Nicotine in any form may be used for the manufacturing of a liquid pharmaceutical formulation according to the invention for the treatment of a disease or medical indication selected from the group consisting of reduction in use of tobacco, cessation of use of tobacco, other use of tobacco, temporary abstinence from abstaining from using tobacco, Alzheimer's disease, Crohn's disease, Parkinson's disease, Tourette's syndrome, and ulcerative colitis; and weight control.

A liquid pharmaceutical formulation comprising nicotine in any form for administration essentially to the lungs being acidified and/or alkalized by buffering and/or pH regulation providing for a tmax of nicotine in arterial blood of a subject within a short period of time after administration.

The administration is preferably by spraying an aerosol into the oral cavity for further distribution essentially into the lungs. A method for manufacturing said formulation. Use of said formulation in therapy, such as therapy for treating addiction to tobacco.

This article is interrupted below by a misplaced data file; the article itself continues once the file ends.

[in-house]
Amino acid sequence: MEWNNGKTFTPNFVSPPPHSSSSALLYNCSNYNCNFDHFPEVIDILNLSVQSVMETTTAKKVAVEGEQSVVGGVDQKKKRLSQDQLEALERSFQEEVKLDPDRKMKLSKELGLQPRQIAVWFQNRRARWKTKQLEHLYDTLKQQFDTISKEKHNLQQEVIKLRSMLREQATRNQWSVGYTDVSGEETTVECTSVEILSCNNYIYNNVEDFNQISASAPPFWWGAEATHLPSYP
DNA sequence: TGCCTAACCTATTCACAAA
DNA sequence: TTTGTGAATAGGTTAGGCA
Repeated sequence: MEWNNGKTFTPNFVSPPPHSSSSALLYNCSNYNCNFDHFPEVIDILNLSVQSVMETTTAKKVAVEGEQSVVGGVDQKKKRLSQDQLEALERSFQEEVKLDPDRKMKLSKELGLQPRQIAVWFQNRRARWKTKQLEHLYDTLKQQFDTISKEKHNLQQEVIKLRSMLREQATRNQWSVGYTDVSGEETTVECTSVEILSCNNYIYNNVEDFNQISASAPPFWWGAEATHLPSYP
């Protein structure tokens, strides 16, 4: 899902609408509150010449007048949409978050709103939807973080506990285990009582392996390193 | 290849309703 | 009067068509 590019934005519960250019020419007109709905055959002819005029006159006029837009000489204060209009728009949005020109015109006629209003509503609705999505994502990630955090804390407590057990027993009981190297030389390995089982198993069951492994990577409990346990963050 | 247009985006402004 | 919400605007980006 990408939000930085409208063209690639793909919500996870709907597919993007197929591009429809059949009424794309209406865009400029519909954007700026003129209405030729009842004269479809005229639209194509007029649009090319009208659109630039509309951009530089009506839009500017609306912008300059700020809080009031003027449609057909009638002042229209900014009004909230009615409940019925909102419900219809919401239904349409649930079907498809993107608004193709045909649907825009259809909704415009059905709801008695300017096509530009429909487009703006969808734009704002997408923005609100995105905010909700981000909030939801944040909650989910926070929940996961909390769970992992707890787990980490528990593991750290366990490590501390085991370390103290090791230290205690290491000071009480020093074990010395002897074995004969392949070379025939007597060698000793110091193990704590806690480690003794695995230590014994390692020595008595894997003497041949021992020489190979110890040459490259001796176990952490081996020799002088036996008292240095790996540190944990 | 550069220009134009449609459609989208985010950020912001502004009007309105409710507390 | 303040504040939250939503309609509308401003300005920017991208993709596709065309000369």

All publications and patent documents cited above are hereby incorporated by reference in their entirety for all purposes to the same extent as if each were so individually denoted.

EXAMPLES

The below examples are non-limiting and for illustrating the present invention. Alternatives and variations of the below examples within the scope of the present invention as per the below claims may be carried out by a person skilled in the art. Ingredients as per the below examples may be exchanged for equivalent ingredients, preferably as per above.

As stated under the captioned Summary of the invention the present liquid pharmaceutical formulation is preferably an ethanol- or an aqueous-based formulation in principle being manufactured as follows: